Silje Andersen-Cooke had no idea what to expect when she went in for the dating scan for her second pregnancy. Jordan, her partner and attorney, was sure about the pregnancy because he already had a kid named Mads who was 18 months old. Consider that they will know what to expect the second time. Unless, of course, you’re informed there are three little heartbeats, not one, not two. The couple had intended for their son to have a younger brother, but things didn’t work out during Silje Andersen-second Cooke’s pregnancy. She said, “The ultrasound holds the greatest surprise of her life.”
Young mother: “A few months later, I was the happiest lady in the world after learning from my doctor that I was expecting not one, not two, but three infants. I started questioning midwibe because I was so worried to make sure the fetuses weren’t in danger. Obstetrics is not simple. I experience anguish that is worse than the first time, and I frequently question whether my children will live. I quit working at week 30 and stayed in bed for four weeks till my due date. At 30 weeks, Silje ended her work and made an effort to rest as much as possible while carrying a child owing to the possibility of preterm labor.
Even if things are going well, Silje is aware that she could give birth at any time. Biweekly consultations with the multiples clinic ensure that the baby’s development is on track. Due to the physical discomfort triplets undergo during pregnancy, the choice must also take Silje’s ability to handle it into consideration. In the end, a caesarean section was used to deliver the three brothers. Each of the three trios was born two minutes apart after a flawless delivery. Two minutes separated the births of our triplets. Baby Ada is the lightest at 1.8 kg, followed by Baby Teddy at 2.1 kg, and Baby Erik at 2.3 kg.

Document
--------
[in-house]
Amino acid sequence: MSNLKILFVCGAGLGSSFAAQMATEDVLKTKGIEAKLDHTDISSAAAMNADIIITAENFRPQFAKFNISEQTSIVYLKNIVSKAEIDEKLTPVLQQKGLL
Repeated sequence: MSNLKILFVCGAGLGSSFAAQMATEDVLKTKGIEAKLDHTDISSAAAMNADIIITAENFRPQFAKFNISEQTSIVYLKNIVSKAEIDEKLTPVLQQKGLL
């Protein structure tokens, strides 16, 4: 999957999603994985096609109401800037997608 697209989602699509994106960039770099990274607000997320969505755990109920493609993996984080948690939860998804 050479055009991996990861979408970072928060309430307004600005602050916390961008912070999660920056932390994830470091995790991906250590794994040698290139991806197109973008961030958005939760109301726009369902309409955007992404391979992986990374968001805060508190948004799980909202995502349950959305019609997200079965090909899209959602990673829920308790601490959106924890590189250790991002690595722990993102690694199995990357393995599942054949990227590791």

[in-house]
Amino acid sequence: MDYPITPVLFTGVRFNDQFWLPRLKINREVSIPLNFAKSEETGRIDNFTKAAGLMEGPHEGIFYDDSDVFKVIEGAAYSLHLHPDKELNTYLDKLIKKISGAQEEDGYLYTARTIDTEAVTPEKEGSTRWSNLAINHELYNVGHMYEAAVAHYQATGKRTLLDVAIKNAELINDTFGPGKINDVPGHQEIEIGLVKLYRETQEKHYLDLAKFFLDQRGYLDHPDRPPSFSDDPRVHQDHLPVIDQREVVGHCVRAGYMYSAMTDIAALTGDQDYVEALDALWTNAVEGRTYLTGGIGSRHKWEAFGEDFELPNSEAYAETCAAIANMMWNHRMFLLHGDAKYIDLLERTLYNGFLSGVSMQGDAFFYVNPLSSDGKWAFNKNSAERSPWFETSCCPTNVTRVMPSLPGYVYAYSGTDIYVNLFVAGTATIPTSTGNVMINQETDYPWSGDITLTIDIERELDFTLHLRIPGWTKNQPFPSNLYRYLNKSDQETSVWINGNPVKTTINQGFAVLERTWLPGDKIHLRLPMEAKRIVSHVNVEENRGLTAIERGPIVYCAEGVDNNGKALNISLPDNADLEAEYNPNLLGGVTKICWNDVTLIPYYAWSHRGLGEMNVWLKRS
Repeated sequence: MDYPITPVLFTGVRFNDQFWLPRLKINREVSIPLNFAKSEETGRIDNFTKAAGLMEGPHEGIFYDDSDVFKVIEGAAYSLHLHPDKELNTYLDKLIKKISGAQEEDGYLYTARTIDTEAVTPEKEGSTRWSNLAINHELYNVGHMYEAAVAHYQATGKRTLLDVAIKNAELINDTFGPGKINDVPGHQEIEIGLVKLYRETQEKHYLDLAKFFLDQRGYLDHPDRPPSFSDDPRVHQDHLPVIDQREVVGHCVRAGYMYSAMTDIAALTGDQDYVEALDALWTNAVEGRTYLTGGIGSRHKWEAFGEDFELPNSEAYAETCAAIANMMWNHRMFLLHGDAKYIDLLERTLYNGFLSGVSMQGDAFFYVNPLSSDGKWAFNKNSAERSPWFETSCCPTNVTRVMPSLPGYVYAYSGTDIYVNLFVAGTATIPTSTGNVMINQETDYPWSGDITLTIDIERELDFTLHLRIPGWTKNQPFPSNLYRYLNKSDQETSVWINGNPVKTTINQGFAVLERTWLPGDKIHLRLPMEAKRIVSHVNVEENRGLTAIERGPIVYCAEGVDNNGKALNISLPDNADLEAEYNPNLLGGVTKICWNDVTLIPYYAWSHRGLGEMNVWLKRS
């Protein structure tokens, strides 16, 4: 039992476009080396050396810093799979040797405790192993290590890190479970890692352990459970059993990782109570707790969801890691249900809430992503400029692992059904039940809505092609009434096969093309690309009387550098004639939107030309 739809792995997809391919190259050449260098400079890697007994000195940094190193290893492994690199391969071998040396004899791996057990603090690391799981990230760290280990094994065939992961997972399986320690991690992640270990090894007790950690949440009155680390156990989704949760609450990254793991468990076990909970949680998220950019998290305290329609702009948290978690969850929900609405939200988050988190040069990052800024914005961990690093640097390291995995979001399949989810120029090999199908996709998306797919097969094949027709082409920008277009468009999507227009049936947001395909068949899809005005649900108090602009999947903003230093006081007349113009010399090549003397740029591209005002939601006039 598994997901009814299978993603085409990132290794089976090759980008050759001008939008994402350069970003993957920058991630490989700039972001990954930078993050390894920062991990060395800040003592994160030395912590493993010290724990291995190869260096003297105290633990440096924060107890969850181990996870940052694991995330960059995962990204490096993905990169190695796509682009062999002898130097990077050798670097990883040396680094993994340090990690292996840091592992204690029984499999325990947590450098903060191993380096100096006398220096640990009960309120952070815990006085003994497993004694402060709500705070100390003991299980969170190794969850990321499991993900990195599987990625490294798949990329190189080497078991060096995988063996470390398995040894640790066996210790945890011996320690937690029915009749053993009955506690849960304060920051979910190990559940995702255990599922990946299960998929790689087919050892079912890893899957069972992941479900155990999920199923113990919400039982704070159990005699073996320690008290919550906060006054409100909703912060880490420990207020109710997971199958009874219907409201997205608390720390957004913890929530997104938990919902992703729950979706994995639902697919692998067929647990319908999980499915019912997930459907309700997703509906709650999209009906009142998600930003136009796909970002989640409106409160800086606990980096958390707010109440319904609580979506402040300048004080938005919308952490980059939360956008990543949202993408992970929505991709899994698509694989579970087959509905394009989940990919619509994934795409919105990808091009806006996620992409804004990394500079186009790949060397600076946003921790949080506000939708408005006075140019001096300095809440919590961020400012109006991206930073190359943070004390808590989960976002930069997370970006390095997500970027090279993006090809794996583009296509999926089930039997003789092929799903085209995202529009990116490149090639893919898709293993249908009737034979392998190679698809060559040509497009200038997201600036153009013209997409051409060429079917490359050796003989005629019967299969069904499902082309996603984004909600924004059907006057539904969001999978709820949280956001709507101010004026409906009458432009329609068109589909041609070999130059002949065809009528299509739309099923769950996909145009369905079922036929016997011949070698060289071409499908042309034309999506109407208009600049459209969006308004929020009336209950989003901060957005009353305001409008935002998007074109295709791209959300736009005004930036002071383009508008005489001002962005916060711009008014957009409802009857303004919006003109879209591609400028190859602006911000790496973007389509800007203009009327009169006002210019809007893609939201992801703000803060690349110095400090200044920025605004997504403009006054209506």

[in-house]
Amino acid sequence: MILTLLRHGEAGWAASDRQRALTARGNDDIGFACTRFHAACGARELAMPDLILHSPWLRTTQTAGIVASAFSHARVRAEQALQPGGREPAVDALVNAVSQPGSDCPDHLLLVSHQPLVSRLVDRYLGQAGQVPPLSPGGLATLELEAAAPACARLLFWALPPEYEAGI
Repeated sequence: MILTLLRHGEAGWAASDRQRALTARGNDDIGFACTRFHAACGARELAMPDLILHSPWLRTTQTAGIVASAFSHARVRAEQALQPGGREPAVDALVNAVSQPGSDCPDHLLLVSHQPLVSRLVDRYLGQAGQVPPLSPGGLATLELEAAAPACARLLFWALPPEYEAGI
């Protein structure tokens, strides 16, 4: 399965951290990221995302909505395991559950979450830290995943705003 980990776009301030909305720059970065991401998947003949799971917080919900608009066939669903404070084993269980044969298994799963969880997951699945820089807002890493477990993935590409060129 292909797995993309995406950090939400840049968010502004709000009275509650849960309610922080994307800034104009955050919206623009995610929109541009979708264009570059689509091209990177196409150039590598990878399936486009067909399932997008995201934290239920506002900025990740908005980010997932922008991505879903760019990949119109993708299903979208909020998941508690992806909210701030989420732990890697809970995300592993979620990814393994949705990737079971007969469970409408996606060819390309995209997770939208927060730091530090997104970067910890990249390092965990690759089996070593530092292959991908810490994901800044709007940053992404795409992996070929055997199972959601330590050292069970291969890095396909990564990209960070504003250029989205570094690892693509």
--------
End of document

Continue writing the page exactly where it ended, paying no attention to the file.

The babies spent 19 days in the NICU, but the couple was released from the hospital after a few days when it was thought that Silje was healing from her surgery. While staying with Silje’s parents, the pair divided their time between spending time with Mads and the infants, with Silje milking the cows to provide milk for both. When they get home, Jordan and Silje go into “survival mode,” trying to extend feeding time while Silje parallel breastfeeds two babies and Jordan charges the third for a bottle of extracted milk each night.
Then, while juggling a busy toddler, get up the next morning and repeat the process. We started having difficulties around four months, according to Silje, because breastfeeding is physically taxing and my milk supply doesn’t grow in the afternoon. In order to provide Mads with food or entertainment, Silje enlisted the aid of her dependable relatives and friends in the “city”. The only true reason I’ve been able to keep up my mental health, she claimed, is because of the support system we’ve developed. Really, it never stops. Although I won’t modify it, extra assistance would be wonderful.